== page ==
Early detection of adolescent idiopathic scoliosis is important for successful treatment of this spinal deformity. It is important to be evaluated at an advanced spine center as soon as possible, since early and expert intervention can keep the condition from getting worse. The side-to-side spine curve of adolescent idiopathic scoliosis may be clearly visible during an adolescent’s annual check-up, and a pediatrician may be the first to refer a family to a trained orthopedic physician. In addition, many schools screen their students for scoliosis, so a school nurse may be the first to bring the condition to parents’ attention. Physical education instructors may also detect signs of adolescent scoliosis. Parents who have had other family members with the condition or who know what to look for (see Symptoms of Adolescent Idiopathic Scoliosis) may notice an excessive curve in the spine, or teens may complain that their clothing doesn’t fit right.
When adolescent idiopathic scoliosis is suspected, a trained physician will take a complete medical history and perform a physical and visual examination of the adolescent. (It is not necessary to have X-rays taken prior to consulting a pediatric spine specialist, as these will routinely be ordered by the specialist; if any early X-rays exist, however, they should be brought to the visit.)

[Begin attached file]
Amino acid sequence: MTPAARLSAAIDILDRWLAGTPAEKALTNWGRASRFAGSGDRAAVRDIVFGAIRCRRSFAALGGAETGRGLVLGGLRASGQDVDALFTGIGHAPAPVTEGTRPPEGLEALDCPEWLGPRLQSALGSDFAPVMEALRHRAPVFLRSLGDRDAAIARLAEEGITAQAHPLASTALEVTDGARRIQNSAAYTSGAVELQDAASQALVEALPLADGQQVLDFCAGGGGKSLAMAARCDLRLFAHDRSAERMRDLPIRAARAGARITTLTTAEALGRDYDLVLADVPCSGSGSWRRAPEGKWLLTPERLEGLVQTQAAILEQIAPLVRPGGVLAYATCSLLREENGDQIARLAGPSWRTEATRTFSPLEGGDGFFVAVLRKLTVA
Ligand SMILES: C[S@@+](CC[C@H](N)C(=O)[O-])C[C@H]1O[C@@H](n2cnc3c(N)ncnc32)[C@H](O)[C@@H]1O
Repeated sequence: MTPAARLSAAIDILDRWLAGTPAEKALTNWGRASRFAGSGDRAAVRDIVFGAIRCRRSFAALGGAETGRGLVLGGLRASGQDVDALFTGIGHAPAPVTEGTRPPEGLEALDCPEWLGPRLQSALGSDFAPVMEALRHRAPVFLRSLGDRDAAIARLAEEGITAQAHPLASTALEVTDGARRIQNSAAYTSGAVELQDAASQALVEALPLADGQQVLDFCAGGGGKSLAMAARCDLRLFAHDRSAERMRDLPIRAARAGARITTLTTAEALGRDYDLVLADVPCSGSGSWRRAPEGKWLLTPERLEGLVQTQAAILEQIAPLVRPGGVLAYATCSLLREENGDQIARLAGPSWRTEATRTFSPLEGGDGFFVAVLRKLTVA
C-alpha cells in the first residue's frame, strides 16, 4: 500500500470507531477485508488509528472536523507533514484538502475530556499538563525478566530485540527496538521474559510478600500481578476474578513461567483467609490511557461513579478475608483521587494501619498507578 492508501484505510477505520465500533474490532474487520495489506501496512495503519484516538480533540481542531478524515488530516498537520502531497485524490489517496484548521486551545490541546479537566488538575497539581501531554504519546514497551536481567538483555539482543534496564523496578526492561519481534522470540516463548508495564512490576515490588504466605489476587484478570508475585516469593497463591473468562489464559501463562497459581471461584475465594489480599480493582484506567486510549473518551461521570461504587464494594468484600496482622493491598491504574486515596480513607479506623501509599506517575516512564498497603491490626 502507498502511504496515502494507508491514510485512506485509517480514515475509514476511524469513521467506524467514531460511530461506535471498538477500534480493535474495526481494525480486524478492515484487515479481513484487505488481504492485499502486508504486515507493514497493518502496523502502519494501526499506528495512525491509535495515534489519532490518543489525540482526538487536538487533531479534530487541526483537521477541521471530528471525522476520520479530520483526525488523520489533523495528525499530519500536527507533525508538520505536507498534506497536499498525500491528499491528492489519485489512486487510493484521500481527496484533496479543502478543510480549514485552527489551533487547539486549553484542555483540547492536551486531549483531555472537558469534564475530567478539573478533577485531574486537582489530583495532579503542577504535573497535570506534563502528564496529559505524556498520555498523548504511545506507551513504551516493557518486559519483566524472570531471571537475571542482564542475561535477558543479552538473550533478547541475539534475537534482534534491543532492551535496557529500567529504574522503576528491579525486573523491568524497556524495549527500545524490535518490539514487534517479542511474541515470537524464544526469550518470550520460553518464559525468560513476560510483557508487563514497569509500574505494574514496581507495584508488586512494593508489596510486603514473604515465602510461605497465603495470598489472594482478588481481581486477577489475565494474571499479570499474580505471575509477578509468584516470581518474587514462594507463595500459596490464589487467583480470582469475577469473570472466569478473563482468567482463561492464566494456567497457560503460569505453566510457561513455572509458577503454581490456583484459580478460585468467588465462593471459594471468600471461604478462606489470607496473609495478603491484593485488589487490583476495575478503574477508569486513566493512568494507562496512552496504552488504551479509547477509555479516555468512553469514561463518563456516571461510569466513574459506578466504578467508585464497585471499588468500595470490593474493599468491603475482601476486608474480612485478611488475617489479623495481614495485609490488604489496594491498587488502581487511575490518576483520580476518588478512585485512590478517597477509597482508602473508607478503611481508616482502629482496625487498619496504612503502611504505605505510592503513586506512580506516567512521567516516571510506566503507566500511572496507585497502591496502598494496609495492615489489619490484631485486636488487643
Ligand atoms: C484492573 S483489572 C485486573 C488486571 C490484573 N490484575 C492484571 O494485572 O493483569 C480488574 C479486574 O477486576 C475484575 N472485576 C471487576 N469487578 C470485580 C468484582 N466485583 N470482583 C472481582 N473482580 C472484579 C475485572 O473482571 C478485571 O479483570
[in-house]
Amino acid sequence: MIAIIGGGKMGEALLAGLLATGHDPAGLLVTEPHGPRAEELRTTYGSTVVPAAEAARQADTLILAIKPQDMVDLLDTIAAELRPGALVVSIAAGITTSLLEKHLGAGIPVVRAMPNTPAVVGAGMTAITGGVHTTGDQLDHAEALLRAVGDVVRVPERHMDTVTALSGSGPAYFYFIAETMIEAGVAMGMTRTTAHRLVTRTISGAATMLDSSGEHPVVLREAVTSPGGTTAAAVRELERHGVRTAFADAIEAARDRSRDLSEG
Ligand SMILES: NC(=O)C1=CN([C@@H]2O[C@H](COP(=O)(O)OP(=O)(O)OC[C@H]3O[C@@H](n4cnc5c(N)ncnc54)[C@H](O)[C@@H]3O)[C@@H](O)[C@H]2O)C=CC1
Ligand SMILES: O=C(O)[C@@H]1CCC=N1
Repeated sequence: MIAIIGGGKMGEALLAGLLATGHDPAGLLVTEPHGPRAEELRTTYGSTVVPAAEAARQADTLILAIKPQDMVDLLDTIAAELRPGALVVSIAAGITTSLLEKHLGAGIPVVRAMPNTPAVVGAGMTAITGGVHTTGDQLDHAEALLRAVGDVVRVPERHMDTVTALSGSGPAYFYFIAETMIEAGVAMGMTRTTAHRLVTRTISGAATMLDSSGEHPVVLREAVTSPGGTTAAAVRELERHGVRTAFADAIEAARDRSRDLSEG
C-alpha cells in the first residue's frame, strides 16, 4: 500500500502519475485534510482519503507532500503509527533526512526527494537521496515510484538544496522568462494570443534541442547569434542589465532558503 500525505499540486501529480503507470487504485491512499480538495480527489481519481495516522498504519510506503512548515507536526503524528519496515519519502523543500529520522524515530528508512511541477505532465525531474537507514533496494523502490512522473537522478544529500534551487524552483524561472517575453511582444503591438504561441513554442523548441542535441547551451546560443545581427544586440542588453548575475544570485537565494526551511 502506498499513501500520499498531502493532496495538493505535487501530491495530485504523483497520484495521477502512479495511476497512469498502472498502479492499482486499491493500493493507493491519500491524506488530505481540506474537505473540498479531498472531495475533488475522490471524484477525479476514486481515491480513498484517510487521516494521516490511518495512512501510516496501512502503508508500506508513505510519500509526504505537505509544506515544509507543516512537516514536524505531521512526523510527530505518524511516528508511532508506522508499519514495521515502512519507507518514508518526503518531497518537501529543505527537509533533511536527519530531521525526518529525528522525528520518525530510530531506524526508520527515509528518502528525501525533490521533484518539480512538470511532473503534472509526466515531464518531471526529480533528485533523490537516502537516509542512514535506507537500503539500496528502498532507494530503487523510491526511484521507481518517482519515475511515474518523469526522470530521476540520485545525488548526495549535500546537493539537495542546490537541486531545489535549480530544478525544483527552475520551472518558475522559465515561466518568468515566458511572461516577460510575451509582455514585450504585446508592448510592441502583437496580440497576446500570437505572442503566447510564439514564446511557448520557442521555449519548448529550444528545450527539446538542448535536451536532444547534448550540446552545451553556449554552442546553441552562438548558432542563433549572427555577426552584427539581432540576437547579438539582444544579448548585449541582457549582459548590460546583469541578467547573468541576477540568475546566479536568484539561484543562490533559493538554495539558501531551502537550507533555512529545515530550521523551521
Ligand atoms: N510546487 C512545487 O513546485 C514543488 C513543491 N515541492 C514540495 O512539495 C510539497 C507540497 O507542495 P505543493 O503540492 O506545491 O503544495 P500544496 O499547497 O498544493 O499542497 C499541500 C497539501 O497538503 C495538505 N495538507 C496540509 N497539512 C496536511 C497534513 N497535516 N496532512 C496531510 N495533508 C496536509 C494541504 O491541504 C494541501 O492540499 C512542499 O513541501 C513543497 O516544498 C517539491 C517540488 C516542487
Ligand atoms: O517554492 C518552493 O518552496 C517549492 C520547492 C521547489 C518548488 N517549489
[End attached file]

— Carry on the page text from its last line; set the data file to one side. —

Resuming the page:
To assess the curve, determine flexibility, and check for muscle weakness, the adolescent will be asked to stand, sit, bend over, and walk. The doctor will also check reflexes to see whether there is nerve damage.
To establish a proper diagnosis of adolescent idiopathic scoliosis and rule out other causes of spinal deformity, the physician will also want to learn:
Current physical findings and measurements will be compared to prior measurements (height, for example) and any notes on the child's spine or unusual features of other bony body parts. The doctor will look for asymmetries (uneven appearances) in the shoulders, ribs, chest, leg length, and other unusual findings, such as if the torso doesn’t appear to be evenly positioned over the pelvis, or the child’s head seems off-center.
Once scoliosis is diagnosed, there is always the question of a curve's progression. The Risser sign measures the spine’s maturity using an X-ray of an area of the hipbone (from 0-5, with 0 meaning least growth of spine and most risk of progression).
Common X-ray images taken to diagnose adolescent idiopathic scoliosis are:
If the curve pattern is not typical or if there is something unusual on the X-ray, a physician may order one or more of the following tests to provide more details:
Reviewed by: Kai-Ming Fu, MD, PhD
Last reviewed/Last updated: August 2021